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On the solutions of two special types of Riccati difference equation via Fibonacci numbers

Advances in Difference Equations20132013:174

https://doi.org/10.1186/1687-1847-2013-174

Received: 26 April 2013

Accepted: 28 May 2013

Published: 18 June 2013

Abstract

In this study, we investigate the solutions of two special types of the Riccati difference equation x n + 1 = 1 1 + x n and y n + 1 = 1 1 + y n such that their solutions are associated with Fibonacci numbers.

MSC: 11B39, 39A10, 39A13.

Keywords

Riccati difference equationequilibrium pointFibonacci numbersgolden ratio

1 Introduction

Nonlinear difference equations have long interested researchers in the field of mathematics as well as in other sciences. They play a key role in many applications such as the natural model of a discrete process. There have been many recent investigations and interest in the field of nonlinear difference equations by several authors [114]. For example, in [1], Brand defined a sequence which stems from the Riccati difference equation
x n + 1 = a x n + b c x n + d .
In [6], Cinar studied the solution of the difference equation
x n + 1 = x n 1 1 + x n x n 1 .
In [7], Papaschinopoulos and Papadopoulos studied the fuzzy difference equation
x n + 1 = A + B x n ,
which is a special case of the Riccati difference equation. In [8], Elabbasy et al. obtained the Fibonacci sequence in solutions of some special cases of the following difference equation
x n + 1 = a x n l x n k b x n p c x n q .
In [9], the author deals with behavior of the solution of the nonlinear difference equation
x n + 1 = a x n 1 + b x n x n 1 c x n + d x n 2 .

Also, he gives specific forms of the solutions of four special cases of this equation. These specific forms also contain Fibonacci numbers.

Fibonacci numbers have been interesting to the researchers for a long time to get the main theory and applications of these numbers. For instance, the ratio of two consecutive Fibonacci numbers converges to the golden section α = 1 + 5 2 . The applications of the golden ratio appear in many research areas, particularly in physics, engineering, architecture, nature and art. Physicists Naschie and Marek-Crnjac gave some examples of the golden ratio in theoretical physics and physics of high energy particles [1519]. We should recall that the Fibonacci sequence { F n } n = 0 has been defined by the recursive equation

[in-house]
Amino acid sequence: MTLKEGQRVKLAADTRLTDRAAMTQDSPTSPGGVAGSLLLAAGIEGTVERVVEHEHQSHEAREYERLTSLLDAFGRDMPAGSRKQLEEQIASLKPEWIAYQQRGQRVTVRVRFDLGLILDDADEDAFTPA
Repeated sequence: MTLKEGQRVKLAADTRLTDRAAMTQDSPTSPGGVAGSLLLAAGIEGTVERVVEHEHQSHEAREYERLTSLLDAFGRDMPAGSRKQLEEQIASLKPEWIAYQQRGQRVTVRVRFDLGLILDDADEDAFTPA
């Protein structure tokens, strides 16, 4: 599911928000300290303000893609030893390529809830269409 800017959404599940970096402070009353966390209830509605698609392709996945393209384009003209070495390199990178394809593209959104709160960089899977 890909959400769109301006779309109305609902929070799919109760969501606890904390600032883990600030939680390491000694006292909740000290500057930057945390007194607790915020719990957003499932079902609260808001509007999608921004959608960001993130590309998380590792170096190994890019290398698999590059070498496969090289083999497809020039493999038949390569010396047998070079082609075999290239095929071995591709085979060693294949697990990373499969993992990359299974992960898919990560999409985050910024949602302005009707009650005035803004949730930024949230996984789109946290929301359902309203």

F n + 2 = F n + 1 + F n ,
(1)
with initial conditions F 0 = 0 , F 1 = 1 . Also, it is obtained to extend the Fibonacci sequence backward as
F n = F n + 2 F n + 1 = ( 1 ) n + 1 F n .
(2)
One can clearly obtain the characteristic equation of (1) as the form x 2 x 1 = 0 such that the roots
α = 1 + 5 2 and β = 1 5 2 .
(3)
Hence the Binet formula for Fibonacci numbers
F n = α n β n α β ,
(4)
can be thought of as a solution of the recursive equation in (1). Also, the following ratio is satisfied:
lim n F n + r F n = α r ,
(5)

where r Z .

Let us consider the following lemma which will be needed for the results in this study.

Lemma 1 [15]

The following equalities hold:

(i) For n > k + 1 , n N + and k N , F n = F k + 1 F n k + F k F n ( k + 1 ) .

(ii) For n > 0 , α n = α F n + F n 1 and β n = β F n + F n 1 .

(iii) For n > 0 , F n 1 F n + 1 F n 2 = ( 1 ) n (Cassini’s formula).

In this study, we consider the Riccati difference equation
x n + 1 = a + b x n c + d x n , n = 0 , 1 , .
(6)
Obviously, by taking a = c = d = 1 , b = 0 and a = d = 1 , c = 1 , b = 0 , equation (6), respectively, is transformed into the following equations:
x n + 1 = 1 1 + x n , n = 0 , 1 , ,
(7)
y n + 1 = 1 1 + y n , n = 0 , 1 , ,
(8)

where initial conditions are x 0 R { F m + 1 F m } m = 1 and y 0 R { F m + 1 F m } m = 1 , respectively, and F m is the m th Fibonacci number.

The aim of this study is to investigate some relationships both between Fibonacci numbers and solutions of equations (7) and (8) and between the golden ratio and equilibrium points of equations (7) and (8).

2 Main results

Firstly, it is not difficult to prove that equilibrium points of equations (7) and (8) are x ¯ 1 = β , x ¯ 2 = α and y ¯ 1 = α , y ¯ 2 = β , respectively, where α = 5 + 1 2 is the golden ratio and β = 1 5 2 is the conjugate of α. Note that one of the equilibrium points of equation (8) is the golden ratio.

Theorem 1 For n = 0 , 1 , 2 ,  , the solutions of equations (7) and (8) are as follows:

(i) For x 0 R ( { 1 α , 1 β } { F m + 1 F m } m = 1 ) , x n = F n + F n 1 x 0 F n + 1 + F n x 0 .

(ii) For y 0 R ( { α , β } { F m + 1 F m } m = 1 ) , y n = F n + F ( n 1 ) y 0 F ( n + 1 ) + F n y 0 .

Proof Firstly, in here we will just prove (ii) since (i) can be thought in the same manner.

(ii) We will prove this theorem by induction. For k = 0 ,
F 0 + F 1 y 0 F 1 + F 0 y 0 = 0 + 1 y 0 1 + 0 y 0 = y 0 .
Now assume that
y k = F k + F ( k 1 ) y 0 F ( k + 1 ) + F k y 0 ,
(9)
is true for all positive integers k. Therefore, we have to show that it is true for k + 1 . Taking into account (2) and (9), we write